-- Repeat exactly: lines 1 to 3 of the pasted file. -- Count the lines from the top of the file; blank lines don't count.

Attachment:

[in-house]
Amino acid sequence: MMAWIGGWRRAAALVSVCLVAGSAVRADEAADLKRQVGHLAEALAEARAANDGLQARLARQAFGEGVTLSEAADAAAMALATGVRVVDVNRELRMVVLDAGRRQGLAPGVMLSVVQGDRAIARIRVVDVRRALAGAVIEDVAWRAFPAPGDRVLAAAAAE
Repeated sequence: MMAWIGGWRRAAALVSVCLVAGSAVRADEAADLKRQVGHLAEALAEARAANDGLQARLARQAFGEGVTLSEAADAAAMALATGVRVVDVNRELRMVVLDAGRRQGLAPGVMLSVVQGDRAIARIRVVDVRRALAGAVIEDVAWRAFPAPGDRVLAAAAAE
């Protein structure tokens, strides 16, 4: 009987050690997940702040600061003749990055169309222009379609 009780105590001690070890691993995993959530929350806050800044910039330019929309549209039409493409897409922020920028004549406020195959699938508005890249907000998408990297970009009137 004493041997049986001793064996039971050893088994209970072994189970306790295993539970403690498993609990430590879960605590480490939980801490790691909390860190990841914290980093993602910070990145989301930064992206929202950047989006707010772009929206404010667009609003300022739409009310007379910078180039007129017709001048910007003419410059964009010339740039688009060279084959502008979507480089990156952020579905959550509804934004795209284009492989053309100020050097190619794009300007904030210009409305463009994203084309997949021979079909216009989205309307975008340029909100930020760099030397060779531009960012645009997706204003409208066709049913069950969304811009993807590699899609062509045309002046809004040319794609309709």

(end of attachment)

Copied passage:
[in-house]
Amino acid sequence: MMAWIGGWRRAAALVSVCLVAGSAVRADEAADLKRQVGHLAEALAEARAANDGLQARLARQAFGEGVTLSEAADAAAMALATGVRVVDVNRELRMVVLDAGRRQGLAPGVMLSVVQGDRAIARIRVVDVRRALAGAVIEDVAWRAFPAPGDRVLAAAAAE
Repeated sequence: MMAWIGGWRRAAALVSVCLVAGSAVRADEAADLKRQVGHLAEALAEARAANDGLQARLARQAFGEGVTLSEAADAAAMALATGVRVVDVNRELRMVVLDAGRRQGLAPGVMLSVVQGDRAIARIRVVDVRRALAGAVIEDVAWRAFPAPGDRVLAAAAAE